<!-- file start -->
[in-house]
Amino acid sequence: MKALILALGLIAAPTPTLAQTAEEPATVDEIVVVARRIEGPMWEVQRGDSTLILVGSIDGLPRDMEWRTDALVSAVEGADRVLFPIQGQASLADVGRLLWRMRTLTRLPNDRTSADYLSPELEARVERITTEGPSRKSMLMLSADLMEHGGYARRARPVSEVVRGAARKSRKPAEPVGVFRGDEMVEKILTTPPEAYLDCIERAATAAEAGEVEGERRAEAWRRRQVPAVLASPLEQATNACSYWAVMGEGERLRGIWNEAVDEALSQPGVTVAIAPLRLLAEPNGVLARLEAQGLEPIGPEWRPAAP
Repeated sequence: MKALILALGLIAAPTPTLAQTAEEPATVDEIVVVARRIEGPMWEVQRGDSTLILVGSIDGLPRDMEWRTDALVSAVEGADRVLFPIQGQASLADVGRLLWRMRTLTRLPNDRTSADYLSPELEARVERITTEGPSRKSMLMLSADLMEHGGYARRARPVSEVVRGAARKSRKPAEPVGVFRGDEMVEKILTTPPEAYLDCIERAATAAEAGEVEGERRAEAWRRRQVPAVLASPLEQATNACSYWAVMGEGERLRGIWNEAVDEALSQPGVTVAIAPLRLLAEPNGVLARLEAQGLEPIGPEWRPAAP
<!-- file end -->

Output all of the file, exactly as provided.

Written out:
[in-house]
Amino acid sequence: MKALILALGLIAAPTPTLAQTAEEPATVDEIVVVARRIEGPMWEVQRGDSTLILVGSIDGLPRDMEWRTDALVSAVEGADRVLFPIQGQASLADVGRLLWRMRTLTRLPNDRTSADYLSPELEARVERITTEGPSRKSMLMLSADLMEHGGYARRARPVSEVVRGAARKSRKPAEPVGVFRGDEMVEKILTTPPEAYLDCIERAATAAEAGEVEGERRAEAWRRRQVPAVLASPLEQATNACSYWAVMGEGERLRGIWNEAVDEALSQPGVTVAIAPLRLLAEPNGVLARLEAQGLEPIGPEWRPAAP
Repeated sequence: MKALILALGLIAAPTPTLAQTAEEPATVDEIVVVARRIEGPMWEVQRGDSTLILVGSIDGLPRDMEWRTDALVSAVEGADRVLFPIQGQASLADVGRLLWRMRTLTRLPNDRTSADYLSPELEARVERITTEGPSRKSMLMLSADLMEHGGYARRARPVSEVVRGAARKSRKPAEPVGVFRGDEMVEKILTTPPEAYLDCIERAATAAEAGEVEGERRAEAWRRRQVPAVLASPLEQATNACSYWAVMGEGERLRGIWNEAVDEALSQPGVTVAIAPLRLLAEPNGVLARLEAQGLEPIGPEWRPAAP